The impending fare increase for cash riders was approved back in April 2018, but now that it’s just a few weeks away, “transit justice” advocates point out it’s a back-door version of a regressive tax.
Muni will cap off its June hot-weather meltdown with — stop us if you’ve heard this one before — a July 1 fare increase of nearly 7%. But as Muni Diaries explains, the 25-cent fare hike only applies to riders who pay in cash. Clipper card and Muni Mobile app users, who already get a discount with $2.50 fare, will see no fare increase when cash riders get slapped with the new $3 transfer fee — meaning there will now be a 50-cent difference between paying with cash or a Clipper card. That’s brought fresh charges of a poverty tax, as Hoodline reports that community groups feel the fare increase is an unfair burden on low-income riders.
Critics of the fare hike certainly have a point in how the Board of Supervisors made a big whoop-de-doo of banning cashless retail stores, but apparently aren’t holding government agencies to the same access-for-everyone standards. South of Market Community Action Network (SOMCAN) organizer Mary Claire Amable tells Hoodline, “The people who are paying in cash are the people who don't have internet service or phones or credit cards,” and indeed, this seems like a screw-you move aimed at people who can’t won’t use Clipper or a smartphone app.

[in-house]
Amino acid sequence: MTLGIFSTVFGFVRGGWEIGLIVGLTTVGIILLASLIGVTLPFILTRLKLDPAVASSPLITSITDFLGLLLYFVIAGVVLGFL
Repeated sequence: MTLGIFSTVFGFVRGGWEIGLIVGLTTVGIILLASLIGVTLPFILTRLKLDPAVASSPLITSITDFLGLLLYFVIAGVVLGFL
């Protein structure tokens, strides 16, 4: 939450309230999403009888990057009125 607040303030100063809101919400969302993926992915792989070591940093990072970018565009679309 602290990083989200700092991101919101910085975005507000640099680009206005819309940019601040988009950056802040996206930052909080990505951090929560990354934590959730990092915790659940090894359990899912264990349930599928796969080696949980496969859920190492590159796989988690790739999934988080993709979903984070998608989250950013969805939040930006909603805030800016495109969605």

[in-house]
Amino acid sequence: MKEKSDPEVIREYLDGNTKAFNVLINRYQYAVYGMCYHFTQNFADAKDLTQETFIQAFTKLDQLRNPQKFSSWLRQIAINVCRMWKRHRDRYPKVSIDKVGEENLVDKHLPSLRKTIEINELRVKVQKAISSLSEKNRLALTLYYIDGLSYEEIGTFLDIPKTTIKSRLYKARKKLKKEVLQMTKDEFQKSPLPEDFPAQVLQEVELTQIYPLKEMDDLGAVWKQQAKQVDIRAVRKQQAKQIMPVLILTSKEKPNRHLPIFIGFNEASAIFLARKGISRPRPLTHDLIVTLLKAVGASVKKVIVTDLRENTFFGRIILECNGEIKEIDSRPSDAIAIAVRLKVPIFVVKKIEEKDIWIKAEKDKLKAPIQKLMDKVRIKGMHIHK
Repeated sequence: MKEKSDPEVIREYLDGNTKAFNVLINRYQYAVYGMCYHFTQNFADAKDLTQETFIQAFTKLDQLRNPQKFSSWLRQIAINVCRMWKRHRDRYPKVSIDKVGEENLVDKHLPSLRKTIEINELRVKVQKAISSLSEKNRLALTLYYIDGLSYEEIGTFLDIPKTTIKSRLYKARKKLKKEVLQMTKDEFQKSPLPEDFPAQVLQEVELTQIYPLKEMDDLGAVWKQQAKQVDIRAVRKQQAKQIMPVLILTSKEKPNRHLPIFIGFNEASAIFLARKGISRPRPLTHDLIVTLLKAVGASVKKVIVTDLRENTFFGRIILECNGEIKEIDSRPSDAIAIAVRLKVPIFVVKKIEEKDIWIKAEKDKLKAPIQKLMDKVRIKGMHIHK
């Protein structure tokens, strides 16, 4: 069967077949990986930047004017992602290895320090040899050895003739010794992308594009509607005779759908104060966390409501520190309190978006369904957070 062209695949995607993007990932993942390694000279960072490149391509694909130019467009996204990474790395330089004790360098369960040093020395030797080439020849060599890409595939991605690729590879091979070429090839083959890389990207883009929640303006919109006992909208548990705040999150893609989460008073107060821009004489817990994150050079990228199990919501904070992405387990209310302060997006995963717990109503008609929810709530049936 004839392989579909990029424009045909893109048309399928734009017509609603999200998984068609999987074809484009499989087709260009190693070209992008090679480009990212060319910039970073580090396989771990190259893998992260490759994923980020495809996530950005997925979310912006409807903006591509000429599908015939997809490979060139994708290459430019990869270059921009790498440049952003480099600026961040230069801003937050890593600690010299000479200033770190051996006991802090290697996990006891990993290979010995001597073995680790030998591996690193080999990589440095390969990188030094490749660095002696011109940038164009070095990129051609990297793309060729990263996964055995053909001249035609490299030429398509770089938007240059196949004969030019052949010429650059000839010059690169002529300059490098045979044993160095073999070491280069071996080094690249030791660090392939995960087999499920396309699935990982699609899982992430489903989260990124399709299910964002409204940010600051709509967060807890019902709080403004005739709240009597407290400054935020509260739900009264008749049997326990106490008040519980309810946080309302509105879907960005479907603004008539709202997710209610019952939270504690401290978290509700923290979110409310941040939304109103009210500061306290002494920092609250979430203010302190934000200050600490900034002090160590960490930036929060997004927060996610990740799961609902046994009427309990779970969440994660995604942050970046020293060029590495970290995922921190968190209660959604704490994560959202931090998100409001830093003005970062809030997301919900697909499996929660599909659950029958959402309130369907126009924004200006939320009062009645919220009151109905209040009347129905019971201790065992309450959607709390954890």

But SFMTA spokesperson Paul Rose disagrees. “The idea behind the 50-cent discount for single-trip fares paid with our Muni Mobile smartphone app or a Clipper card is to encourage Muni riders to use more efficient, convenient and safer payment systems,” he tells Hoodline.
“Safer” is frankly debatable with any smartphone app, considering the recent New York Times report that apps are rampantly selling our location data and god knows what other personal information to networks of shady third-party tracking firms. And the Clipper card is no perfect solution either, with its frequent technical issues, confusing system of Add Value locations, and the “it may take up to 5 days” bullshit of reloading value onto a card online.
But those arguments don’t even address the underlying unfairness of higher fares for cash customers. Sup. Vallie Brown, who introduced the measure banning cashless businesses, said through a spokesperson that this is no double standard because of Muni’s “existing programs for vulnerable folks,” such as the Free Muni for Youth, Free Muni for Seniors, and Free Muni for People with Disabilities programs.
A lot of people are just ignoring San Fran's fare-evasion collection system ...https://t.co/PQDCwQiZ8n— Nicole Gelinas 🚌🚆🚇🚲🇺🇸🇫🇷 (@nicolegelinas) June 11, 2019
That said, we expect some riders will find a way around the July 1 fare increase to $3.